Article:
Most Germans, like Iraqis today, were confused by the chaos of war. Some had ideas about what had happened, others guessed. But years of incessant propaganda meant that the majority lacked a clear idea about the recent past. The Nuremberg Trials provided the basis for an authentic historical record of the Nazi period, a veritable gift to Germans and their progeny. If the trials of Saddam Hussein and his associates do nothing other than provide Iraqis with a detailed, true account of the events of their recent history, they will have been worthwhile.

The Milosevic trial in The Hague is providing the same sort of factual record to the peoples of the former Yugoslavia. Whether or not they are ready to embrace it, the evidence is accumulating. I’m convinced that one day this record will become the bedrock for a shared, historical narrative about what happened in Croatia, Serbia and Bosnia following the death of Tito.

Because they place a symbolic marker between the abuses of the past and the new era, properly run trials can also play a role in framing the future direction of society. Making major perpetrators accountable is a key to the transition.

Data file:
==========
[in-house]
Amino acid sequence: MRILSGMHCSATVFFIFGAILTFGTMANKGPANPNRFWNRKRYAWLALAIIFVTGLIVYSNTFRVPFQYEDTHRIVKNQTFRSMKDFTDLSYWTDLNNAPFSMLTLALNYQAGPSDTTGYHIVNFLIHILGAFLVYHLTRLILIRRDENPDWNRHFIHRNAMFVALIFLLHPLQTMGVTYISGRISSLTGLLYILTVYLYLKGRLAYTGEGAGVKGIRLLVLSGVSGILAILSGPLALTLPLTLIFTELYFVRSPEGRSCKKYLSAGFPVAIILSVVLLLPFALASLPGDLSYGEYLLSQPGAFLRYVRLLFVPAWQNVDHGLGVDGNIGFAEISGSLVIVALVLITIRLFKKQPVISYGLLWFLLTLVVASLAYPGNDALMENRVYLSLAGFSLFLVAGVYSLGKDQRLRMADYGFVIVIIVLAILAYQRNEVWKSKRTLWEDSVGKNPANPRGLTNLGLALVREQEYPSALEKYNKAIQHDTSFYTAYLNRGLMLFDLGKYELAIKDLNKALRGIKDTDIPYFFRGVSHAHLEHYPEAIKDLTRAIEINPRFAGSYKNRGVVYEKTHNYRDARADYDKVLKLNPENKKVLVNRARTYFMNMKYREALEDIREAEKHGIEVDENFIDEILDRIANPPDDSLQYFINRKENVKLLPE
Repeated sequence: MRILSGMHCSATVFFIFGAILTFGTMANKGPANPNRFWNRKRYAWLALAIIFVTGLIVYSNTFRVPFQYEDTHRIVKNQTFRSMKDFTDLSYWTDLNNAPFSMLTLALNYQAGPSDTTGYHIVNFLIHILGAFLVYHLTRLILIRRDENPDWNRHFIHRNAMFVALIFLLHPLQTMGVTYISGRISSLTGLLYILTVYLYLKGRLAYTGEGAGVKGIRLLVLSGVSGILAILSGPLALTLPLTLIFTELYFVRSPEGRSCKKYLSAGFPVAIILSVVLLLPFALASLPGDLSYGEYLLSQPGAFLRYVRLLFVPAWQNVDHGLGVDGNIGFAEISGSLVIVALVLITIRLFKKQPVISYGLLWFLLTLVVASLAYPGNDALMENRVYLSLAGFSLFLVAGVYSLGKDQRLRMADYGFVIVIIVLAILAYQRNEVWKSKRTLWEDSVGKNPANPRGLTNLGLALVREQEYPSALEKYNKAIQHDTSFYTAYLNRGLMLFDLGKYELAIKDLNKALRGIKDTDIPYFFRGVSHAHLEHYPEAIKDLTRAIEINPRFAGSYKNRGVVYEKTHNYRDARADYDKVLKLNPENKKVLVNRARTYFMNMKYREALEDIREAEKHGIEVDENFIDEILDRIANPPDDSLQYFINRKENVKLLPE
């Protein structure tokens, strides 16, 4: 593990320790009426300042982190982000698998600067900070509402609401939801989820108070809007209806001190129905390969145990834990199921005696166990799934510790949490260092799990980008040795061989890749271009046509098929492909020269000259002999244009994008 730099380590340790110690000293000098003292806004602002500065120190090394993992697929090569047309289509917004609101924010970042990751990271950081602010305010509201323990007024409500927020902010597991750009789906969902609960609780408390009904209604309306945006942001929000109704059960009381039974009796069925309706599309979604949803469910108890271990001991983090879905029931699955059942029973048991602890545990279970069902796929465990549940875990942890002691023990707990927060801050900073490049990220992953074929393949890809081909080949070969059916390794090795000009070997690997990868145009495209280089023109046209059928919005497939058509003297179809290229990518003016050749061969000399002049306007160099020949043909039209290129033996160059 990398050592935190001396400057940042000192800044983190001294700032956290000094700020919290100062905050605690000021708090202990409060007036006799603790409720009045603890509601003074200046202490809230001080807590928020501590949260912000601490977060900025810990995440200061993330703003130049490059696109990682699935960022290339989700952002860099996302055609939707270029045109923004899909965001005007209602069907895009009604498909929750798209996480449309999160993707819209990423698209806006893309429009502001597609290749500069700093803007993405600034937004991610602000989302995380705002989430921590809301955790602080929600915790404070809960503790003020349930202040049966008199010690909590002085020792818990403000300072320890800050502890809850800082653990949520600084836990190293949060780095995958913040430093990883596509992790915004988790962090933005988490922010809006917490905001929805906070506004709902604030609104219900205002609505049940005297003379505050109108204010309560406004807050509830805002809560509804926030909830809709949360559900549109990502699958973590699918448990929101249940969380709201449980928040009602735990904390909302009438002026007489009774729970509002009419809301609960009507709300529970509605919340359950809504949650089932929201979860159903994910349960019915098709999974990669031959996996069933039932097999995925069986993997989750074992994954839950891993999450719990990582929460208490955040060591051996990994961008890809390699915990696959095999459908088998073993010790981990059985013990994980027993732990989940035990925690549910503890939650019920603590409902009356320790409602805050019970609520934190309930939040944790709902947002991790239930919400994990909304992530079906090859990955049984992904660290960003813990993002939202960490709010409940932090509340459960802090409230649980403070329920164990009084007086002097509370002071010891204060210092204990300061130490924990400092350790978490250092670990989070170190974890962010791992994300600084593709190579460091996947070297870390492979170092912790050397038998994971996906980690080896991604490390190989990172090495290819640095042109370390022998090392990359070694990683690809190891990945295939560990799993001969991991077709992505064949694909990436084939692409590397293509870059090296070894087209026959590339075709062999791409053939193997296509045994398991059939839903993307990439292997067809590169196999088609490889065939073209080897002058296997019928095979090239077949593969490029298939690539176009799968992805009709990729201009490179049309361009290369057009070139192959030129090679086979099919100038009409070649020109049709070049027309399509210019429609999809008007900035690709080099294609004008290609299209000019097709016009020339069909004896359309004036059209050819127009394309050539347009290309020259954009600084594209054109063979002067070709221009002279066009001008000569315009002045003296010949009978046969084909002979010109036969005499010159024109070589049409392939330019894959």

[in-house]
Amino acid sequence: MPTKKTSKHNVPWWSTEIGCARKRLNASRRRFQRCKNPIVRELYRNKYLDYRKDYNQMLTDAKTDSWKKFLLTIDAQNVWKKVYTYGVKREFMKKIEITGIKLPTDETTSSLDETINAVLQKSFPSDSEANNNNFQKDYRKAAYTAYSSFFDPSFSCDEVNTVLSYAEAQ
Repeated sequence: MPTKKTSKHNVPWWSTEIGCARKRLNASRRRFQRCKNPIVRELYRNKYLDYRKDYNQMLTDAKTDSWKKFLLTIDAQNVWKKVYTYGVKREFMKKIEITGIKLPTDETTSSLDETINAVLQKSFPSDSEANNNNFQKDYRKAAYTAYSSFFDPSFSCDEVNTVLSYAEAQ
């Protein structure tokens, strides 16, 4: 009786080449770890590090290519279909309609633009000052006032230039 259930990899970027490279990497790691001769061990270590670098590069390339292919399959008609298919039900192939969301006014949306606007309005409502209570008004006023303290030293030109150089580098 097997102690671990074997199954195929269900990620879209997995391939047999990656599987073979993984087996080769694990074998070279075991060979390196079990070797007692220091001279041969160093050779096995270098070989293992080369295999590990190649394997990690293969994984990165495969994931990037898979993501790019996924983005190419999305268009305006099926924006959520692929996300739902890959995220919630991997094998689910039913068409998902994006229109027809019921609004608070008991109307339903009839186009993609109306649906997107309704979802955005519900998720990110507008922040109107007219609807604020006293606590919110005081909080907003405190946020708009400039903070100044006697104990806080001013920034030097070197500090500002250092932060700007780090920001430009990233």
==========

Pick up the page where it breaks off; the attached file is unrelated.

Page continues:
None of that is likely to happen in Iraq if the court that finally emerges lacks credibility in the eyes of the world, if its proceedings look like vengeful show trials where defendants, especially Saddam, are dispatched with kangaroo justice.

The United States must tread a careful line. George W. Bush may sound properly magnanimous when he says that it is up to the Iraqis to decide on the procedure they want, but a judicial assessment by the United Nations recently concluded that the Iraqi judicial system is dysfunctional. (It would be unrealistic to expect a country that has been tyrannized for decades to have courts that operate at a recognizable standard.)